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post #1 of 4 Old 06-29-2008 Thread Starter
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Service Levels

Hello All,

Have a question for you folks that sail in the Chesapeake. We had purchased our sailboat a couple of years ago from someone in Baltimore and brought to our home waters in Long Island.

Last spring when we were prepping the boat I discovered we had fuel leaking into the bilge, the source was the tank. Weighing all the options of actual time and skills I had to tackle this project we opted to have the yard do the work in hopes of not loosing the entire season.

The tank was cut out in late July 2007. Supposedly it was sent to a fabricator to have a new one made. Inquiry's resulted in the fabricators backed up their working on it.

Early this spring still no tank. More phone calls and then an off the shelf tank shows up, still not installed. More phone calls, they are getting to it.

New tanks installed this week, boat is still not running. A good friend of mine lost the use of his boat (Catalina 27) for a good year and half because the engine needed to come out (different yard).

Is this type of stuff the norm as far as getting boats fixed?

Thanks for your response...

John
S/V Sailor Dance
1990 Caliber 33
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post #2 of 4 Old 06-29-2008
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John...no..it is not normal BUT if you want work done in a timely manner, you have to show up personally and regularly is my experience! Nevertheless...find a different yard next time.

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post #3 of 4 Old 06-29-2008
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Welcome to the world of the boat yard. In there defense they have a hard time finding good help. I think that is why a lot of us try to do it ourselves. The guy that did the work at my last yard though he was good when he did something, he would appoint what ever high school kid he had working that week to do most of it.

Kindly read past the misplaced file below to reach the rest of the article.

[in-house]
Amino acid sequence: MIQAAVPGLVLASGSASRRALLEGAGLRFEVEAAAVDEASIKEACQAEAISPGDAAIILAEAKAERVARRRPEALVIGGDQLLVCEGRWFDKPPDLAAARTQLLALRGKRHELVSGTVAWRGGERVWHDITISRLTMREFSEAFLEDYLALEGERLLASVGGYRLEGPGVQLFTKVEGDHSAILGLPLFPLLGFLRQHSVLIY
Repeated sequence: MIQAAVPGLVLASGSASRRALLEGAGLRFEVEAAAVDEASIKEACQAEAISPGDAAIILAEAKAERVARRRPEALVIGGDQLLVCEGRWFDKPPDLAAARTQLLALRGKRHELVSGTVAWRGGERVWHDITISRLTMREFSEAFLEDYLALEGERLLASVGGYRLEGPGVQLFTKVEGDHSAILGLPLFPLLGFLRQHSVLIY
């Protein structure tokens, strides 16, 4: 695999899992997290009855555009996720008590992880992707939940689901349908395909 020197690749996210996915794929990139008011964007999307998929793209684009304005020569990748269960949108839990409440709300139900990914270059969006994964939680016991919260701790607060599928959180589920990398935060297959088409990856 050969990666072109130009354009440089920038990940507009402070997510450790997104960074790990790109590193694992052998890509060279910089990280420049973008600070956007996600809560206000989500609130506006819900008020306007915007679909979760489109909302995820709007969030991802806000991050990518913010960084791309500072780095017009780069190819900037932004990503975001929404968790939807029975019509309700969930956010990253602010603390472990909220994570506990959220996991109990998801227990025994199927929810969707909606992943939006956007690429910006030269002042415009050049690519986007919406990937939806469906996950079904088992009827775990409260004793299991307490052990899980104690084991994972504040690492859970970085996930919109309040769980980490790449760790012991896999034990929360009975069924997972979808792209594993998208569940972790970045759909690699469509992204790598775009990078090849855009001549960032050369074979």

I found that if I did it and did not do it well, I did not get as upset as if I had paid for it and had the same result. But I have no suggestions or experiences with other yards, Good luck
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post #4 of 4 Old 06-29-2008
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I have to second what Cam said- If at all possible be there! I live aboard half of the year, but fly home from time to time during the summer. If I'm on the boat when we're getting work done-it gets done in a timely fashion and done well. We pay premium dollar to hire very reputable companies and even then if I'm not present they simply do not do as good of a job. When I ask for an estimate I get it in writing and then when I hire someone to do the job I ask for a projected completion time. I write that on the contract. And I refer to that when I have to phone them to see when the work will be finished. I have also learned to prepare the boat for the work. If someone is coming to work on the engine I have already emptied the locker they need access to and have garbage bags and a roll of paper towels handy for them to use. The more prep work you do the less time they will have on the clock and the more dollars you can save. It also lets them know you are actively interested in what they are doing to your boat. In Annapolis the going rate is 85 to 110 an hour. And trust me they round UP when they are on the clock. Recently we had to have a deck/steaming light replaced. The rigger came without everything he needed to complete the job. So he had to make a trip back to the shop, then back up the mast. I did not get charged for the time he spent going back to the shop. But I think the reason was because I was on the boat when he arrived-and when he came down so quickly I asked if everything was completed. "No" he had forgotten his tester at the shop. So instead of two hours of labor-I was fairly charged for an hour.

"The God's do not subtract from man's
(or woman's) allotted time the hours spent in sailing."



Martha
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